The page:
- You should always wear the socks that you intend to run in when you go for a shoe fitting. The thickness of your sock can make a big difference to the fit and feel of your shoe, particularly as your feet expand in the heat.
- Consider gait analysis
- We offer a free gait analysis service at every single Runners Need store. You're videoed whilst running on a treadmill for a couple of minutes and the resultant footage is then played back (in freeze-frame if necessary) to accurately assess your foot plant, stride and running pattern. This information can then be used to find the best shoe for you.
- Ask for a trial run
- It's important to remember that buying your running shoes is a big investment - and so you should always test any shoes properly before buying them. Padding around on a carpet in the shop certainly won't replicate how the shoes will feel when you're running in them! Instead, you should 'road test' them on our in-store treadmills.
- Buy in the morning
- If possible, save your shoe shopping until the afternoon. After lunch your feet will have expanded, which can make a significant difference to your foot size. When you run, your feet heat up and swell - particularly on hot days - so if you buy a snug fit in the morning, you could easily find that your shoes become too tight during your runs, which may cause discomfort and blisters.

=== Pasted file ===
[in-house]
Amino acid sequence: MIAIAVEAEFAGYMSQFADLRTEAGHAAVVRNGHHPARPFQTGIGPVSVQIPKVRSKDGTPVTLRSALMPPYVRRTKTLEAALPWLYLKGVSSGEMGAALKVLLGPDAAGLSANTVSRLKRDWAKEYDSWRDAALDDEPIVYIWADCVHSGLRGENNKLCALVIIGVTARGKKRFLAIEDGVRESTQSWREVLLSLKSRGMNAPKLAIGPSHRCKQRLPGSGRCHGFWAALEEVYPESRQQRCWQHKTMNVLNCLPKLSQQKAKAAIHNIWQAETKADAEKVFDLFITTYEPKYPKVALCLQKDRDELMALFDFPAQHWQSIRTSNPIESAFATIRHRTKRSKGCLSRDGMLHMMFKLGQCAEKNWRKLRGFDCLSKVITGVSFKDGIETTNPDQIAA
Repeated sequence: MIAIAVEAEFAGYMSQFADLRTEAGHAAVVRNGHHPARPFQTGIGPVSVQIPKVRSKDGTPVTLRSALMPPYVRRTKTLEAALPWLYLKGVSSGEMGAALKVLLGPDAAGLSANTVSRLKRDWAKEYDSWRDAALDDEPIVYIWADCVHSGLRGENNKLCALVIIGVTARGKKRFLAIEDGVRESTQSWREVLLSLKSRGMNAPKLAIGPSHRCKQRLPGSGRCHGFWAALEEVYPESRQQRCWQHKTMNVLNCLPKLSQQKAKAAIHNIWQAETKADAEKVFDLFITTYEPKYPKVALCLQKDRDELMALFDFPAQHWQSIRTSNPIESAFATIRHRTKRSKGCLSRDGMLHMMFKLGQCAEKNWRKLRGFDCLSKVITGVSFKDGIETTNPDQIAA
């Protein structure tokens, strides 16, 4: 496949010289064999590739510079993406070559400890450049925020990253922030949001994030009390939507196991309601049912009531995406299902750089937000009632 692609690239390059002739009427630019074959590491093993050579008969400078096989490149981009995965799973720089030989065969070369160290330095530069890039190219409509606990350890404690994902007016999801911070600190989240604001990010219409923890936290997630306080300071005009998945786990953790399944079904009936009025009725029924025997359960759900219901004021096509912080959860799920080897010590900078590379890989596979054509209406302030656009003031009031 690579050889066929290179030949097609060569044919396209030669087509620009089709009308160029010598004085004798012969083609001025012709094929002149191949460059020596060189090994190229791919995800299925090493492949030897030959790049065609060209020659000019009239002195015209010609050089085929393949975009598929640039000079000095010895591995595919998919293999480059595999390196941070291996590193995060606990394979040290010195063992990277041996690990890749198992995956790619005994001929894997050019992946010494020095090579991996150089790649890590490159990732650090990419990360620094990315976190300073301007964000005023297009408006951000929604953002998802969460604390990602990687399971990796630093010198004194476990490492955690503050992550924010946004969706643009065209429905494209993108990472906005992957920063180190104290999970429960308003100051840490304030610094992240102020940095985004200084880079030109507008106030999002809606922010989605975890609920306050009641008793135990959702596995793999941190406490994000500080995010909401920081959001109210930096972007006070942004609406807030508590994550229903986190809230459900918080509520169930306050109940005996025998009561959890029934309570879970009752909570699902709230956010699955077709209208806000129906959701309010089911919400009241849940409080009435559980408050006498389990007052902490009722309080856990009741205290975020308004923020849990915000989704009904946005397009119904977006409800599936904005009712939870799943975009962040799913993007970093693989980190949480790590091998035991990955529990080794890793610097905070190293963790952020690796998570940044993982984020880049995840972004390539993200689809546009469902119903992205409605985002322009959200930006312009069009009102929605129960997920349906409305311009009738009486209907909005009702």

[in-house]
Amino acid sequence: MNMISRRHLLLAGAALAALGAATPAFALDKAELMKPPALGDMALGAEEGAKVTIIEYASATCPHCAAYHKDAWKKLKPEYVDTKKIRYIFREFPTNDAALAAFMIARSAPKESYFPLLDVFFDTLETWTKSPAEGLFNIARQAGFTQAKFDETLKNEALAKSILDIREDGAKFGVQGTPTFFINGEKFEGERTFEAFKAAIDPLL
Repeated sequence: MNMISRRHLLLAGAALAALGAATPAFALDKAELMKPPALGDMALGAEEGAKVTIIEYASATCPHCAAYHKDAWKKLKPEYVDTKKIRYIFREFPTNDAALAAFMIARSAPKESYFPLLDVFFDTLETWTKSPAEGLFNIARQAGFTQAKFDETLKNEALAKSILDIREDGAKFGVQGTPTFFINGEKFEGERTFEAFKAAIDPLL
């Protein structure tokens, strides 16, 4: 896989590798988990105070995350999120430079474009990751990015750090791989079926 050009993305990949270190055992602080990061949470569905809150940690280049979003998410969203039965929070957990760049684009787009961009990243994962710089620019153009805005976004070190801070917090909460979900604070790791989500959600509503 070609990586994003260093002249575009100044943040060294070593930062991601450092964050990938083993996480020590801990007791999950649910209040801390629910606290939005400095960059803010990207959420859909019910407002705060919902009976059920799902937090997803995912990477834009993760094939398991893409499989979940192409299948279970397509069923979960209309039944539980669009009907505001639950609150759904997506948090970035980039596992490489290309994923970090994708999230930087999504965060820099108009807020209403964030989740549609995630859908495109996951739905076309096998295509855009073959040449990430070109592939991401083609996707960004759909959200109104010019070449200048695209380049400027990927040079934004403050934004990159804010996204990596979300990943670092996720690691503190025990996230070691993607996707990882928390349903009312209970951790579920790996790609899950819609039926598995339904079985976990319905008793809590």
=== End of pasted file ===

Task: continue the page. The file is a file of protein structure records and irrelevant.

- Target designer labels
- Your running shoes are not fashion items; they're functional pieces of equipment designed to protect your feet and legs from injury. Try to avoid being swayed by aggressive marketing campaigns for particular brands or simply choosing a shoe because it sports this season's colours. Choose only according to comfort, fit and functionality, as this way you'll get hundreds of miles of trouble-free running out of your shoes.
- Attempt to over-extend your shoe life
- Your running shoes will take a great deal of pounding across a wide range of surfaces and in all weathers, so they will need to be replaced typically every 500 miles or so. How often you need to buy new shoes will depend on your weight, running style and choice of terrain, but you should always avoid trying to squeeze a few extra weeks out of shoes that are evidently worn out, because the shoes won't afford the protection you need and will increase the chances of you getting injured.